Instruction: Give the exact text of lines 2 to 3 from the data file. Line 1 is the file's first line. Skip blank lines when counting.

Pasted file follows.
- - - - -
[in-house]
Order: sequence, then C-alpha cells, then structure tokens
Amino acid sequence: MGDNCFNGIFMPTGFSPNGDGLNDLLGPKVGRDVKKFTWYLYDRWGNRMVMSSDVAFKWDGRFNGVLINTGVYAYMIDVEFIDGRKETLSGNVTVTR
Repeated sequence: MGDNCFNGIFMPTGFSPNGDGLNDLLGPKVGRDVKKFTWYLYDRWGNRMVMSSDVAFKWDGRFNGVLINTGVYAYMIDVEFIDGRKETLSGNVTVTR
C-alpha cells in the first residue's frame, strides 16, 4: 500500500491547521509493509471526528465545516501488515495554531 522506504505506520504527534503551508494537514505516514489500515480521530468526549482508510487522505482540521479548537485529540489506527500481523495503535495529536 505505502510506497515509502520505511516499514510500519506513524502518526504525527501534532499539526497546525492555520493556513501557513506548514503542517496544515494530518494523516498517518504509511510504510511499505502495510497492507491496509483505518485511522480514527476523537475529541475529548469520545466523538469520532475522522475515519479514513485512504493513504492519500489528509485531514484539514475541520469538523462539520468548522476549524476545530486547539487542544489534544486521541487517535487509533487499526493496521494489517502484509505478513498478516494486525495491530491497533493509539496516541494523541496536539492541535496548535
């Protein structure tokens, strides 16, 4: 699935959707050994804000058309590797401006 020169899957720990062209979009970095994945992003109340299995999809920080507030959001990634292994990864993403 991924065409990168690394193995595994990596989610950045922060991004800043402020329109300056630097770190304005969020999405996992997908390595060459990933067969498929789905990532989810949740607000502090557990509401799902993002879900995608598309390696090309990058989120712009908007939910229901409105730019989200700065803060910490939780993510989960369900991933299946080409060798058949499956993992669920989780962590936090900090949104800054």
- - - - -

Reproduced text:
Order: sequence, then C-alpha cells, then structure tokens
Amino acid sequence: MGDNCFNGIFMPTGFSPNGDGLNDLLGPKVGRDVKKFTWYLYDRWGNRMVMSSDVAFKWDGRFNGVLINTGVYAYMIDVEFIDGRKETLSGNVTVTR